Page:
Goliad's Cinco de Mayo celebration has ties to historic battle
Aug. 30, 2014 at 3:19 p.m.
Updated Sept. 1, 2014 at 2:43 p.m.
GOLIAD - Goliad is the official place to celebrate Cinco de Mayo, according to a declaration by the Texas Senate in 1999.
The holiday, which commemorates the Mexican army's unlikely defeat of French forces at the Battle of Puebla, is not widely celebrated in Mexico but has become a staple of Mexican-American heritage in Texas. And perhaps no more so than in Goliad, where the general who lead Mexican troops to victory in Puebla was born.
"Cinco de Mayo has been celebrated in Goliad as long as I can remember," said former justice of the peace Emilio Vargas.
Born on March 24, 1829, in Goliad, then called La Bahia del Espiritu Santo, Ignacio Seguin Zaragoza left Texas for Mexico about 1844, where he studied to become a priest. But during a conflict between the liberal and conservative forces in Mexico in the 1850s, Zaragoza joined the army.
Zaragoza first fought French forces in Acultzingo in April 1862 and was forced to retreat. But in May, Zaragoza, using the advantageous defense positions in Puebla, was able to hold back the larger, better-equipped French army, which eventually retreated.
"It became one of the most outstanding historical events in Mexican history. No one expected them to succeed on that day," Vargas said.
Zaragoza died the same year as his victory, and the French army eventually defeated Mexico, ruling from 1864 to 1867.
"But it changed the culture of Mexico. It brought pride to the people of Mexico because they were up against the best army in the world: France," Vargas said.
The story of Zaragoza parallels the story of David and Goliath, who Goliad is said to have been named after. Though, another theory is that Goliad is an anagram of Miguel Hidalgo y Costilla, a leader of the Mexican War of Independence.
Zaragoza's roots in Goliad were unknown until 1964, when on a trip to Mexico City, a Texas resident found a Zaragoza monument stating that the famous Mexican general was born in Goliad.
Since the discovery, the Goliad General Zaragoza Society, formerly the Sociedad Mutualista de Cuauhtemoc after the last great Aztec chief, has been determined to preserve Goliad's ties with Mexico and the significance of Cinco de Mayo festivities.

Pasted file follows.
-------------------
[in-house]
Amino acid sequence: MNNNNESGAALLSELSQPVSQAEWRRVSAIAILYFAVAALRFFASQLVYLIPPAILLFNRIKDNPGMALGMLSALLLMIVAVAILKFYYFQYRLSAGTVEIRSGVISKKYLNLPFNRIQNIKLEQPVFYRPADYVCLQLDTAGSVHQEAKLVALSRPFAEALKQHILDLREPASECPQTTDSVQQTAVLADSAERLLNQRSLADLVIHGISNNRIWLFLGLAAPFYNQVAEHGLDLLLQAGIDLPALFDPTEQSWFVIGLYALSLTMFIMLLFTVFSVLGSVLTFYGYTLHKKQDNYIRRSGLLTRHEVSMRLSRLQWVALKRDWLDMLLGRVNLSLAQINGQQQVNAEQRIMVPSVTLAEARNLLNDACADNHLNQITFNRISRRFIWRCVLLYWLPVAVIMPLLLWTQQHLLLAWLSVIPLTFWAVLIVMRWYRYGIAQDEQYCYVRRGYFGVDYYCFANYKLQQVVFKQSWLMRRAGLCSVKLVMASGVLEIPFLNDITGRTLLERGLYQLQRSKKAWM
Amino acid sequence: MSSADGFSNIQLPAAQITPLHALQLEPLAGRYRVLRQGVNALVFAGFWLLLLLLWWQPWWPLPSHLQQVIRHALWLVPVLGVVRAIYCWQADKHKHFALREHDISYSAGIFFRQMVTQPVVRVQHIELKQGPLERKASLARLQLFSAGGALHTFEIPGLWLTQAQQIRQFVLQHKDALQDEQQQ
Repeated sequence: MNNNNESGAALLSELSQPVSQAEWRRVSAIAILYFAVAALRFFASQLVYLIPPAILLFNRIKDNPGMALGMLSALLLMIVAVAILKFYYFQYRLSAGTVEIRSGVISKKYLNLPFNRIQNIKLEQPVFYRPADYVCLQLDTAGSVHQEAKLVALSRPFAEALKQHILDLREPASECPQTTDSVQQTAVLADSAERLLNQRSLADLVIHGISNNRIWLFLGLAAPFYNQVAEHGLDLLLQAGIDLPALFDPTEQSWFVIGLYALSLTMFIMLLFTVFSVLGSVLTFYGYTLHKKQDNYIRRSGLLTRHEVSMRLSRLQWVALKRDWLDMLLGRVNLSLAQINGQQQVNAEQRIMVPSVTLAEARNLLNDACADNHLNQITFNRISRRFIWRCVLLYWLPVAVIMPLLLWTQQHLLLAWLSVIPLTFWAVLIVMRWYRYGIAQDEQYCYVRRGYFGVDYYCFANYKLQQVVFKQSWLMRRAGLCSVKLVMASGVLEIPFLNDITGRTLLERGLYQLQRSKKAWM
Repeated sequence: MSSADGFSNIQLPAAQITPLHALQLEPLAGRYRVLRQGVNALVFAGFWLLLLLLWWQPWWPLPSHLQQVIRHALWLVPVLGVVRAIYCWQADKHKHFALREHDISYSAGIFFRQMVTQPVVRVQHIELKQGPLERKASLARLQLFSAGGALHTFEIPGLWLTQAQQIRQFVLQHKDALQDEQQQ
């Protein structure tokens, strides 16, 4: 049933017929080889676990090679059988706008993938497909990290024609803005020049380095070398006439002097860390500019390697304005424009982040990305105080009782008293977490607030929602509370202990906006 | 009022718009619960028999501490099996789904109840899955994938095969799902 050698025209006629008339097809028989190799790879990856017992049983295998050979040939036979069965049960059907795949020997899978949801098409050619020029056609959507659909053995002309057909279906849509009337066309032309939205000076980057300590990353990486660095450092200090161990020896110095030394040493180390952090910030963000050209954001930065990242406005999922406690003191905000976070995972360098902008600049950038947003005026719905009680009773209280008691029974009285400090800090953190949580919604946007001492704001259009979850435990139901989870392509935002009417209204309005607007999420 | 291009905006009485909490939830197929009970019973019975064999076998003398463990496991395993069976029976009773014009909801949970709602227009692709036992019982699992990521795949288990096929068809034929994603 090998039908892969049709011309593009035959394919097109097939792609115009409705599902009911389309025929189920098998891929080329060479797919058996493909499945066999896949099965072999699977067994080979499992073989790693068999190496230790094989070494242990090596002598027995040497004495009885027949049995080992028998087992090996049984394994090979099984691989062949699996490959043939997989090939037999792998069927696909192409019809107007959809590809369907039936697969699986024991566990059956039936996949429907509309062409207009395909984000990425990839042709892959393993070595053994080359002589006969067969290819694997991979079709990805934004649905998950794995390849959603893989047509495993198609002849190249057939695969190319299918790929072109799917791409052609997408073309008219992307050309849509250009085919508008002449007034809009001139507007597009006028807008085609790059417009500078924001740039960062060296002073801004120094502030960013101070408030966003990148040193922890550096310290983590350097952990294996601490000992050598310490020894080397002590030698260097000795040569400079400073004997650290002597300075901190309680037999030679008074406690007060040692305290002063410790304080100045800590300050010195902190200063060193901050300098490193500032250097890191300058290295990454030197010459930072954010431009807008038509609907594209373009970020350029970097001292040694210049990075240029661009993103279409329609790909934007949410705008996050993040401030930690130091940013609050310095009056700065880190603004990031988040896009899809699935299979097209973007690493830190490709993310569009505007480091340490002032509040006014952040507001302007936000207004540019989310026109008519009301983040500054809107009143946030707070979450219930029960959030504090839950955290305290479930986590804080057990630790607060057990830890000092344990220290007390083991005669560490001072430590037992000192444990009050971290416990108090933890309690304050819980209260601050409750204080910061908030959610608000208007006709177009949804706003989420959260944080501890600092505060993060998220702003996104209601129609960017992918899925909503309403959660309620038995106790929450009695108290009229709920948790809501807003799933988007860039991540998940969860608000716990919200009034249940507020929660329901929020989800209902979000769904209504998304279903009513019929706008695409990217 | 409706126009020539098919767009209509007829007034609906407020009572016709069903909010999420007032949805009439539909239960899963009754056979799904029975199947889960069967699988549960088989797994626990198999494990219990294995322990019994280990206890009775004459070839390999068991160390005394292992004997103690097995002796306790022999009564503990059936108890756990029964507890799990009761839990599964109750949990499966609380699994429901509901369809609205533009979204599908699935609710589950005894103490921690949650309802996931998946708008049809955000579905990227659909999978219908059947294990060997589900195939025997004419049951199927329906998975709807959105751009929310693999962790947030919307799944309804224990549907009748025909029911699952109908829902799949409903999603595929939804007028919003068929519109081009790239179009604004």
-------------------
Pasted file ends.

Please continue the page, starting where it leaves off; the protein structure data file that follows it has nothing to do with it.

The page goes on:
The township of about 2,000 celebrates the historic event every year with live traditional Mexican music, including Tejano, conjunto and mariachi performances, ballet folklorico dancers and a barbecue cook-off. Entrance to the fiesta grande, held at the Goliad Fairgrounds, is free, with vendors that sell food, drinks and crafts.
"It has opened the doors for Goliad. It is something that we are all very proud of. That's one of the reasons we hope our youth will continue with the traditions," Vargas said.
Every year, the Zaragoza Society hosts a pageant to commemorate Goliad's Cinco de Mayo festivities. Vargas' granddaughter won this year's Miss Zaragoza.
"It was great. I was really excited," said Maricella Vargas, 17, of Goliad.
Maricella won the Junior Miss Zaragoza and Little Miss Zaragoza when she was younger.
"Getting the third crown was a great feeling," she said.
As queen, Maricella hopes to spread the pride and knowledge she has of Goliad's historic significance in Mexican-American history. She and her grandfather hope to do presentations on Goliad history.
"People should celebrate Cinco de Mayo because it's something to celebrate," she said.
The General Zaragoza Society invites guests from Goliad's sister city, Hidalgo, Nuevo Leon, Mexico, to participate in the festivities. Hidalgo is the birthplace of Zaragoza's wife, Rafaela Padilla.
"We are linked by history," Vargas said of Goliad and its sister city.
During the Cinco de Mayo weekend celebration, members of the Hidalgo delegation and local elected officials typically give speeches about the day's significance and Mexican and Mexican-American heritage.
"As I was growing up, I remember it was an all-day affair," Vargas said of the speeches. "We still carry the old tradition of celebrating Cinco de Mayo and educating people on why we are celebrating."